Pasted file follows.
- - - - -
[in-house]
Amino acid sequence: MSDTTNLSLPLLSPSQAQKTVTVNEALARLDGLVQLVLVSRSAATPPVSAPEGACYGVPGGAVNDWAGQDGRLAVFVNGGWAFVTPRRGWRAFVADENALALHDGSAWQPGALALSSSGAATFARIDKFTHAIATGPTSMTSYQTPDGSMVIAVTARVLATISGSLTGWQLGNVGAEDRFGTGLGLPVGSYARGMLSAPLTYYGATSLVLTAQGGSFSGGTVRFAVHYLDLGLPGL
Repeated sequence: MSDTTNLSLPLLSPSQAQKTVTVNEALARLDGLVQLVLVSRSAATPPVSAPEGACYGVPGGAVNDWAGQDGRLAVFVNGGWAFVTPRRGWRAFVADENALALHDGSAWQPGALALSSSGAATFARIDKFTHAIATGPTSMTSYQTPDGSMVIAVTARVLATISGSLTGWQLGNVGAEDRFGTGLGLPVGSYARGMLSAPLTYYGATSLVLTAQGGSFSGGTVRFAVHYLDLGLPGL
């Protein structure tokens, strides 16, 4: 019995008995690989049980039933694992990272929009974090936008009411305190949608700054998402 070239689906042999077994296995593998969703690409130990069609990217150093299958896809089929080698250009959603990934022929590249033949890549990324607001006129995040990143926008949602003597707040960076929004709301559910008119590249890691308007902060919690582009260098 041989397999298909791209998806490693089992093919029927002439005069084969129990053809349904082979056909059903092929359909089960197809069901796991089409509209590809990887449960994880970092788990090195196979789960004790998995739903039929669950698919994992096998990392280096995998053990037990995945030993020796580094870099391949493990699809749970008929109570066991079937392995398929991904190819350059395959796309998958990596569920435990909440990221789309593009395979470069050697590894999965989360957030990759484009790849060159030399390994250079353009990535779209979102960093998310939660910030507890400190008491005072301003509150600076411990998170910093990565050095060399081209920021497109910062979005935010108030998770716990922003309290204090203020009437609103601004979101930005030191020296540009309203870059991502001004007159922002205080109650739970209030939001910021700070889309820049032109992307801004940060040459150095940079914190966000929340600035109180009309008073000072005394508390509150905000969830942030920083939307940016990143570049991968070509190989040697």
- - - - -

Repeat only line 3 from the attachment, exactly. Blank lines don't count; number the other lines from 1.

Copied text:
Repeated sequence: MSDTTNLSLPLLSPSQAQKTVTVNEALARLDGLVQLVLVSRSAATPPVSAPEGACYGVPGGAVNDWAGQDGRLAVFVNGGWAFVTPRRGWRAFVADENALALHDGSAWQPGALALSSSGAATFARIDKFTHAIATGPTSMTSYQTPDGSMVIAVTARVLATISGSLTGWQLGNVGAEDRFGTGLGLPVGSYARGMLSAPLTYYGATSLVLTAQGGSFSGGTVRFAVHYLDLGLPGL